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Gender and education policy in Ghana: the impact of informal citizenship and informal labour markets on the formal education of girls

Gender and education policy in Ghana: the impact of informal citizenship and informal labour markets on the formal education of girls
Gender and education policy in Ghana: the impact of informal citizenship and informal labour markets on the formal education of girls
Gender has become a key determinant for access to formal education in Ghana. Ghana has a reputation for having an exemplary education policy on paper with free education for everyone; nevertheless the dropout rates are high. This is particularly true for girls who have higher dropout rates than boys. This paper suggests that we need to expand our understanding beyond an economic discourse and include a citizenship perspective to understand how girls' dropout rates from formal education are determined by girls' social and economic roles in the informal community. The paper suggests that we need to expand our understanding of gendered citizenship in developing countries to include informal aspects of societies such as informal communities and informal labour markets. These spheres are highly feminized. The division between a small male-dominated formal citizenship/formal labour market and a large female-dominated informal citizenship/informal labour market is however not limited to Ghana but is a wide-spread phenomenon in many developing countries.
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Nordensvard, Johan
44e3b534-aa45-4124-9680-35e8fb6f2e98
Nordensvard, Johan
44e3b534-aa45-4124-9680-35e8fb6f2e98

Nordensvard, Johan (2014) Gender and education policy in Ghana: the impact of informal citizenship and informal labour markets on the formal education of girls. Women's Studies International Forum, 1-9. (doi:10.1016/j.wsif.2013.12.010).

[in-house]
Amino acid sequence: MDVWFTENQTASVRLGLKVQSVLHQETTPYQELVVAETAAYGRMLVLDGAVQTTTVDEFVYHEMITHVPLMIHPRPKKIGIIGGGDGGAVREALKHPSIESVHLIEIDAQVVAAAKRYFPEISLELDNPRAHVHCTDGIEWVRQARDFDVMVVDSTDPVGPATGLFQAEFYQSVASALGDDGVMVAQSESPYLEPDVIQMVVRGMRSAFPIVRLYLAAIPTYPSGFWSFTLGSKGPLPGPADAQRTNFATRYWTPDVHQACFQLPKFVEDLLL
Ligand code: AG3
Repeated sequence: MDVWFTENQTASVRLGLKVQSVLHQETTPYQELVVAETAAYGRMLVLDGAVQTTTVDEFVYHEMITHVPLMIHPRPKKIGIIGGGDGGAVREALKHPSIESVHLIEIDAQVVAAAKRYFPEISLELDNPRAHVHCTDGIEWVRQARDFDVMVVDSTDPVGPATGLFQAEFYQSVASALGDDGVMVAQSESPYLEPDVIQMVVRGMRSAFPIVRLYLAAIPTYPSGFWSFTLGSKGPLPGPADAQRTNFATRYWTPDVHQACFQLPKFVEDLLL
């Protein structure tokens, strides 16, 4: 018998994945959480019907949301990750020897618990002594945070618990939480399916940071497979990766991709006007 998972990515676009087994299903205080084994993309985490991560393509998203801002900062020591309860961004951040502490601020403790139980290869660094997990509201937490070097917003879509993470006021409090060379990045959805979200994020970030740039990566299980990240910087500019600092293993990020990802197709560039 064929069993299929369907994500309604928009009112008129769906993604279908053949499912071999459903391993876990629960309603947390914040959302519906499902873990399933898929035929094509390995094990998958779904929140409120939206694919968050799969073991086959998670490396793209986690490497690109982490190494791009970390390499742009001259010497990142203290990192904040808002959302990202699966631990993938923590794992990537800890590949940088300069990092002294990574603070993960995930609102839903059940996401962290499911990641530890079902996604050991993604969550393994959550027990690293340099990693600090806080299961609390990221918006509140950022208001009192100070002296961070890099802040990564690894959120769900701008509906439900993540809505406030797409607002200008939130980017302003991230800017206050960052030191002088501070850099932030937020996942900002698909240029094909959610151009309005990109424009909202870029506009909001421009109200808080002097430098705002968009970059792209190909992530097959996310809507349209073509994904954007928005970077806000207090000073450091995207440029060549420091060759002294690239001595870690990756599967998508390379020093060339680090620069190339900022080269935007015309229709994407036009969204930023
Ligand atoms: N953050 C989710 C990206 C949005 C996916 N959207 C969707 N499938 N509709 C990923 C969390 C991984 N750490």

Record type: Article

Abstract

Gender has become a key determinant for access to formal education in Ghana. Ghana has a reputation for having an exemplary education policy on paper with free education for everyone; nevertheless the dropout rates are high. This is particularly true for girls who have higher dropout rates than boys. This paper suggests that we need to expand our understanding beyond an economic discourse and include a citizenship perspective to understand how girls' dropout rates from formal education are determined by girls' social and economic roles in the informal community. The paper suggests that we need to expand our understanding of gendered citizenship in developing countries to include informal aspects of societies such as informal communities and informal labour markets. These spheres are highly feminized. The division between a small male-dominated formal citizenship/formal labour market and a large female-dominated informal citizenship/informal labour market is however not limited to Ghana but is a wide-spread phenomenon in many developing countries.

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Published date: 24 January 2014
Organisations: Social Sciences

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Local EPrints ID: 368142
URI: http://eprints.soton.ac.uk/id/eprint/368142
PURE UUID: 893cf27f-ed0b-42b2-a75c-b64c3e7bebe9

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Date deposited: 19 Aug 2014 09:00
Last modified: 09 Nov 2021 01:41

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Author: Johan Nordensvard

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